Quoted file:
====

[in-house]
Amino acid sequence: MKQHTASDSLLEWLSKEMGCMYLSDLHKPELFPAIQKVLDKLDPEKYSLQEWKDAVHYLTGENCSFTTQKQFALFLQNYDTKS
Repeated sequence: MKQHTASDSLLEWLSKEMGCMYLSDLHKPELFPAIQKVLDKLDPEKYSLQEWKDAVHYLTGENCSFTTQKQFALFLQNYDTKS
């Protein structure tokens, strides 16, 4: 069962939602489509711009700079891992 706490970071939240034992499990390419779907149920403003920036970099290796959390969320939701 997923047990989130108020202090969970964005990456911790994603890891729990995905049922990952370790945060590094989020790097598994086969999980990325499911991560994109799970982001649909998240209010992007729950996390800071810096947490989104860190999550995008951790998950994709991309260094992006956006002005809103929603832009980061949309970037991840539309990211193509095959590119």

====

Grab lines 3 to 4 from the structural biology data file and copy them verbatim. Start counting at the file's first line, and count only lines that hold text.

Repeated sequence: MKQHTASDSLLEWLSKEMGCMYLSDLHKPELFPAIQKVLDKLDPEKYSLQEWKDAVHYLTGENCSFTTQKQFALFLQNYDTKS
């Protein structure tokens, strides 16, 4: 069962939602489509711009700079891992 706490970071939240034992499990390419779907149920403003920036970099290796959390969320939701 997923047990989130108020202090969970964005990456911790994603890891729990995905049922990952370790945060590094989020790097598994086969999980990325499911991560994109799970982001649909998240209010992007729950996390800071810096947490989104860190999550995008951790998950994709991309260094992006956006002005809103929603832009980061949309970037991840539309990211193509095959590119």